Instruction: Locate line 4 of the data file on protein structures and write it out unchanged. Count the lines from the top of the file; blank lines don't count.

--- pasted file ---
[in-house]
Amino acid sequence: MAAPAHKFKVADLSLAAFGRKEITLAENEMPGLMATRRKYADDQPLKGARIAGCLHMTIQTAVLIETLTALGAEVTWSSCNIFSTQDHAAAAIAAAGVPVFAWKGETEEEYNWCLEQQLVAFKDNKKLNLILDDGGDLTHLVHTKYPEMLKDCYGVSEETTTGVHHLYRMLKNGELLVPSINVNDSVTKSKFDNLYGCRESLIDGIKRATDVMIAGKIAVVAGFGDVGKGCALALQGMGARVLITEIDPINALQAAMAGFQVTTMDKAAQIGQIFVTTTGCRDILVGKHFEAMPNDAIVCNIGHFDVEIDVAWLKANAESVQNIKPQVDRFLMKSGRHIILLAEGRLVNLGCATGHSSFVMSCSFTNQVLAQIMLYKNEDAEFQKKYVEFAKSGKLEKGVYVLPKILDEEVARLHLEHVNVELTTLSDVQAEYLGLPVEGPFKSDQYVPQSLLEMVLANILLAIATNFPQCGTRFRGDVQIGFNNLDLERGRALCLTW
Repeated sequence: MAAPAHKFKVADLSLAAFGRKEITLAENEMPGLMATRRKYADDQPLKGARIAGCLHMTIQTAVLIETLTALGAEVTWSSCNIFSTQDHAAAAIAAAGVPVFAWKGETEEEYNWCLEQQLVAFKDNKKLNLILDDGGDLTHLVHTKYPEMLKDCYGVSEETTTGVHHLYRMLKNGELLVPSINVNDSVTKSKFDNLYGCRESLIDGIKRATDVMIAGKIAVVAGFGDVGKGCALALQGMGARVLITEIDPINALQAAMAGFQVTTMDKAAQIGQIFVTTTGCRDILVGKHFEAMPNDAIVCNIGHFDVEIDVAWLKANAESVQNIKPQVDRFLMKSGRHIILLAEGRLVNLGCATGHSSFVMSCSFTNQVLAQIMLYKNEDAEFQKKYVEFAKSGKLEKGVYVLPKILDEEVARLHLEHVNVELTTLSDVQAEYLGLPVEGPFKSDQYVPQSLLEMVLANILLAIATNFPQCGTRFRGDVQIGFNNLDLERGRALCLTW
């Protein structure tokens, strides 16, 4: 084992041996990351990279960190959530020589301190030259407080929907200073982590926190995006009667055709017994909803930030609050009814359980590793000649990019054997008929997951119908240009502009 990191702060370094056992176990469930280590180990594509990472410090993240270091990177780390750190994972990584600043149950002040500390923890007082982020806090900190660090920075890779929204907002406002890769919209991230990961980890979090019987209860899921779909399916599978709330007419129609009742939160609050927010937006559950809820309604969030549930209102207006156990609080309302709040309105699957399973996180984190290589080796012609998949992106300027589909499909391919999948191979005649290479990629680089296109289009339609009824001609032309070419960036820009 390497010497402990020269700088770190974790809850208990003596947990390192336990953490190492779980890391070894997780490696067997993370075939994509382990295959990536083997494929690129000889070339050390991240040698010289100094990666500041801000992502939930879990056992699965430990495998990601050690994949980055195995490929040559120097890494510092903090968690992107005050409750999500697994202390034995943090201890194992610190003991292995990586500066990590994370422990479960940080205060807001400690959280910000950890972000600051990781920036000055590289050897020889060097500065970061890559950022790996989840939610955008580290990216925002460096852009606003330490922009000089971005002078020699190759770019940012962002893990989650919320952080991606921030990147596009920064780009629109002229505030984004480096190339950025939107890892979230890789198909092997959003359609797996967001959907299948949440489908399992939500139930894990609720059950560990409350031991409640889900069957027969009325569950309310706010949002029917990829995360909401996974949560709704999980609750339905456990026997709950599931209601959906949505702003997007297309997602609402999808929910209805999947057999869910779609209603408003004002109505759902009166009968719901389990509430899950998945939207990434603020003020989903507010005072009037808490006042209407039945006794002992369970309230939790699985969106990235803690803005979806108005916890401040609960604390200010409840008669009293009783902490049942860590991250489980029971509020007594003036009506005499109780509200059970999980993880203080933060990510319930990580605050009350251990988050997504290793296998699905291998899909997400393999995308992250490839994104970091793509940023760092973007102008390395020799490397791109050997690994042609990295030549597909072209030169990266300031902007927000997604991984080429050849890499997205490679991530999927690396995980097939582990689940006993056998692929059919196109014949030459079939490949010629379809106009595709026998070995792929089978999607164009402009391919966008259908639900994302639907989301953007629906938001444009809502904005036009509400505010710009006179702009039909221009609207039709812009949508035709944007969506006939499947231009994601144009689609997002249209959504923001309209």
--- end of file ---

């Protein structure tokens, strides 16, 4: 084992041996990351990279960190959530020589301190030259407080929907200073982590926190995006009667055709017994909803930030609050009814359980590793000649990019054997008929997951119908240009502009 990191702060370094056992176990469930280590180990594509990472410090993240270091990177780390750190994972990584600043149950002040500390923890007082982020806090900190660090920075890779929204907002406002890769919209991230990961980890979090019987209860899921779909399916599978709330007419129609009742939160609050927010937006559950809820309604969030549930209102207006156990609080309302709040309105699957399973996180984190290589080796012609998949992106300027589909499909391919999948191979005649290479990629680089296109289009339609009824001609032309070419960036820009 390497010497402990020269700088770190974790809850208990003596947990390192336990953490190492779980890391070894997780490696067997993370075939994509382990295959990536083997494929690129000889070339050390991240040698010289100094990666500041801000992502939930879990056992699965430990495998990601050690994949980055195995490929040559120097890494510092903090968690992107005050409750999500697994202390034995943090201890194992610190003991292995990586500066990590994370422990479960940080205060807001400690959280910000950890972000600051990781920036000055590289050897020889060097500065970061890559950022790996989840939610955008580290990216925002460096852009606003330490922009000089971005002078020699190759770019940012962002893990989650919320952080991606921030990147596009920064780009629109002229505030984004480096190339950025939107890892979230890789198909092997959003359609797996967001959907299948949440489908399992939500139930894990609720059950560990409350031991409640889900069957027969009325569950309310706010949002029917990829995360909401996974949560709704999980609750339905456990026997709950599931209601959906949505702003997007297309997602609402999808929910209805999947057999869910779609209603408003004002109505759902009166009968719901389990509430899950998945939207990434603020003020989903507010005072009037808490006042209407039945006794002992369970309230939790699985969106990235803690803005979806108005916890401040609960604390200010409840008669009293009783902490049942860590991250489980029971509020007594003036009506005499109780509200059970999980993880203080933060990510319930990580605050009350251990988050997504290793296998699905291998899909997400393999995308992250490839994104970091793509940023760092973007102008390395020799490397791109050997690994042609990295030549597909072209030169990266300031902007927000997604991984080429050849890499997205490679991530999927690396995980097939582990689940006993056998692929059919196109014949030459079939490949010629379809106009595709026998070995792929089978999607164009402009391919966008259908639900994302639907989301953007629906938001444009809502904005036009509400505010710009006179702009039909221009609207039709812009949508035709944007969506006939499947231009994601144009689609997002249209959504923001309209």